New targeted drug prolongs survival in advanced stomach cancer


Charles Fuchs, MD, MPHCharles Fuchs, MD, MPH

A targeted drug that reduces blood flow to tumors prolonged the survival of patients with advanced stomach cancer after standard treatments failed, according to results of large multicenter clinical trial led by scientists at Dana-Farber Cancer Institute.

Patients receiving the antibody drug ramucirumab also experienced a longer delay before the cancer progressed than those who were given a placebo in the randomized, controlled phase 3 trials, the investigators reported in the Lancet.

Because of the antibody’s selective action, patients receiving ramucirumab generally had modest side effects, though they had slightly increased rates of high blood pressure compared to the control patients.

“It’s really impressive that an antibody which had very little side effects could provide a survival benefit,” said Charles Fuchs, MD, MPH, of Dana-Farber, first author on the report of results from the REGARD trial.

The clinical trial involved 355 patients with cancer of the stomach or the junction of the stomach and esophagus. The patients were treated at 119 medical centers in 29 countries.

 

Stomach cancer is the second leading cause of cancer mortality worldwide, though in the United States its burden is much less, with an estimated 21,600 cases and 10,990 deaths projected for 2013. Advanced stomach cancer is typically treated with chemotherapy, but there is no approved second-line treatment if the cancer continues to progress.

“We realized that we need better treatments for stomach cancer because for the most part, the current paradigm for using routine chemotherapy just isn’t enough,” said Fuchs, director of Dana-Farber’s Center for Gastrointestinal Cancer. “We need to develop targeted agents for this disease that really focus on our understanding of the biology.”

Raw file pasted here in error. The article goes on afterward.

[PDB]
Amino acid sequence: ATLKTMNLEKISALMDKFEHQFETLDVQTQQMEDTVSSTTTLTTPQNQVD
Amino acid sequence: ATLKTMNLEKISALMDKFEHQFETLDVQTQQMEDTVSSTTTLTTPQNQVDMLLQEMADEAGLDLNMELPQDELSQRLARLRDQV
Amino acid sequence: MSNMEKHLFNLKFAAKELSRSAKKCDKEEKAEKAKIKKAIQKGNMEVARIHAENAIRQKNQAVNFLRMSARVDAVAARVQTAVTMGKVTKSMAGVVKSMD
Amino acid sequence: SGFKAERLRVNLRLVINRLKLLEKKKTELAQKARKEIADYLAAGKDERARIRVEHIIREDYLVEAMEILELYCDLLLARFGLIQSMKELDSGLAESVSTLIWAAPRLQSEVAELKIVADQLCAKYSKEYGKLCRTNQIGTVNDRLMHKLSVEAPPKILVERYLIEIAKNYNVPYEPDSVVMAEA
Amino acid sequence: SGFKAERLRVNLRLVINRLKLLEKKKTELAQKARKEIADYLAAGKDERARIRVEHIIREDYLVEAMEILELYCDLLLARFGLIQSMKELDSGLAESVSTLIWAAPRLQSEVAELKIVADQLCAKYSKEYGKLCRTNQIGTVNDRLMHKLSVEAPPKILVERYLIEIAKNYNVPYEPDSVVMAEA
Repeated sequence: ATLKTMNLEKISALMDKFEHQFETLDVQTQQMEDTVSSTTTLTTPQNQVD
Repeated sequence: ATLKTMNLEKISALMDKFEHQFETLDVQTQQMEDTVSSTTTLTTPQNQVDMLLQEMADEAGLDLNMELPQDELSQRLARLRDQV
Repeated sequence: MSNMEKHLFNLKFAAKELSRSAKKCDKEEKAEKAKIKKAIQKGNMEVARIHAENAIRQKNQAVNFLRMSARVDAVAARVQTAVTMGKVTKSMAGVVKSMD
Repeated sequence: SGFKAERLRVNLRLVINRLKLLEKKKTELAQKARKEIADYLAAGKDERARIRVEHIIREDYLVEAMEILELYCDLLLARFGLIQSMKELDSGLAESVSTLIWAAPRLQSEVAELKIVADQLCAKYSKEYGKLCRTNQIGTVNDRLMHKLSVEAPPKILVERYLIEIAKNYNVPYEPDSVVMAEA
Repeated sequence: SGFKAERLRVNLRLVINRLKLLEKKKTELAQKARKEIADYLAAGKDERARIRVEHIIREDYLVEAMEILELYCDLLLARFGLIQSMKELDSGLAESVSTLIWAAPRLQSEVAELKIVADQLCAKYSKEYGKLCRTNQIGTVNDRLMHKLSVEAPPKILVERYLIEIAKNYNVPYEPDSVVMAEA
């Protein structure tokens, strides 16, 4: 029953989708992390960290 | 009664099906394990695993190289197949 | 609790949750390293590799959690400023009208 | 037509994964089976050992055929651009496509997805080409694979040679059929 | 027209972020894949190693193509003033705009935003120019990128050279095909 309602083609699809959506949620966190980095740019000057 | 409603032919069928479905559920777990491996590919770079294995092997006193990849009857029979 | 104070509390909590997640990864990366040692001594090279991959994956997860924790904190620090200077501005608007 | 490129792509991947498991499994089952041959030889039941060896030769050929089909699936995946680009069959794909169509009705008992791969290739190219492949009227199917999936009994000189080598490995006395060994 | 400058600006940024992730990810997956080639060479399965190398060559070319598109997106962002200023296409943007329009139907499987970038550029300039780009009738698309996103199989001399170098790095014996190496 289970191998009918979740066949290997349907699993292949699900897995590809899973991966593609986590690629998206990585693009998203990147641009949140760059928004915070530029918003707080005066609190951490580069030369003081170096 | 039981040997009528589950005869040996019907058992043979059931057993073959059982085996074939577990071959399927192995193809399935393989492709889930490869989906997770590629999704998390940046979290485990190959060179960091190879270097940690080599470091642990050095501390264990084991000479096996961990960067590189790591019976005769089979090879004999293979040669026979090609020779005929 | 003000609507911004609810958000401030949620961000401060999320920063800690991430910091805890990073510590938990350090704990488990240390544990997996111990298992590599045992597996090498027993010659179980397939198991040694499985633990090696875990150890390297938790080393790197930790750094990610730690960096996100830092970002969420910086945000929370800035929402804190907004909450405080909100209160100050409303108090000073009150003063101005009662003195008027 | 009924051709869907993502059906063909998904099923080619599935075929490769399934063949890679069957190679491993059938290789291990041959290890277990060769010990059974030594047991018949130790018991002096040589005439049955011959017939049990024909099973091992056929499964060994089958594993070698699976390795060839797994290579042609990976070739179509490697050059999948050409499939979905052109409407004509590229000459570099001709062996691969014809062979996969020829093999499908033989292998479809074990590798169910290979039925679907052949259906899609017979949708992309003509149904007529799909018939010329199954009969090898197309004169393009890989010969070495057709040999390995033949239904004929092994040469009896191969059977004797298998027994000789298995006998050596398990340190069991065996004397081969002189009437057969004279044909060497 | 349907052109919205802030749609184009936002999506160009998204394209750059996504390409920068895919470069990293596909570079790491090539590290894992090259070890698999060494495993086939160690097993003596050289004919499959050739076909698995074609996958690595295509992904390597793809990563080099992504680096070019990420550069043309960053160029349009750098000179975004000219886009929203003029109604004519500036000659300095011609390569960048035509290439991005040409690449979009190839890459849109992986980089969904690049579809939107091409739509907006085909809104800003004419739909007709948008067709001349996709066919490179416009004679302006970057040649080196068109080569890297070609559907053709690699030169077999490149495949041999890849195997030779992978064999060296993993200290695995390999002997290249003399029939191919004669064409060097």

Unlike standard toxic chemotherapeutic agents that kill cancer cells or prevent them from dividing, ramucirumab targets protein signals in the circulation that trigger the formation of new blood vessels to support tumors’ growth and spread. Ramucirumab is designed to block signaling through the VEGF Receptor-2 (VEGFR-2), reducing new blood vessel formation (angiogenesis) and starving the tumors of nutrients. Blocking VEGFR-2 in animal models slowed the growth of stomach cancer in mice.

In the clinical trial of ramucirumab, 355 patients with advanced gastric cancer received the antibody drug every two weeks plus best supportive care, and 117 patients received a placebo along with best supportive care.

The study ended in July 2012, and analysis revealed a significant 22 percent reduction in mortality with ramucirumab. In addition, patients treated on the ramucirumab arm achieved a median overall survival of 5.2 months compared with 3.8 months in the placebo group.  

The drug delayed progression of the cancer by 52 percent. The rate of freedom from cancer progression at 12 weeks was 40 percent in patients treated with ramucirumab compared to 16 percent for the placebo group. The researchers considered that the disease was under control for a median of 4.2 months with ramucirumab and for 2.9 months in the placebo group.

“What we found is that the patients who received the antibody had a significant improvement in their survival as well as reducing the rate of cancer progression,” Fuchs said. “The results were encouraging and we hope that the drug will ultimately be approved for routine use for patients with stomach cancer.” He added that clinical trials are underway to find out if adding ramucirumab to chemotherapy “can get even better results.”

Adverse effects were common in both groups, and the incidence of serious side effects was comparable. However, hypertension occurred in 7.6 percent of patients on ramucirumab compared with 2.6 percent on placebo. The drug did not appear to cause effects sometimes seen with anti-angiogenic drugs such as increased bleeding blood clots, and perforations of the stomach and intestines, according to the report.

The research was funded by Eli Lilly and Company and ImClone Systems, a wholly-owned subsidiary of Lilly. 

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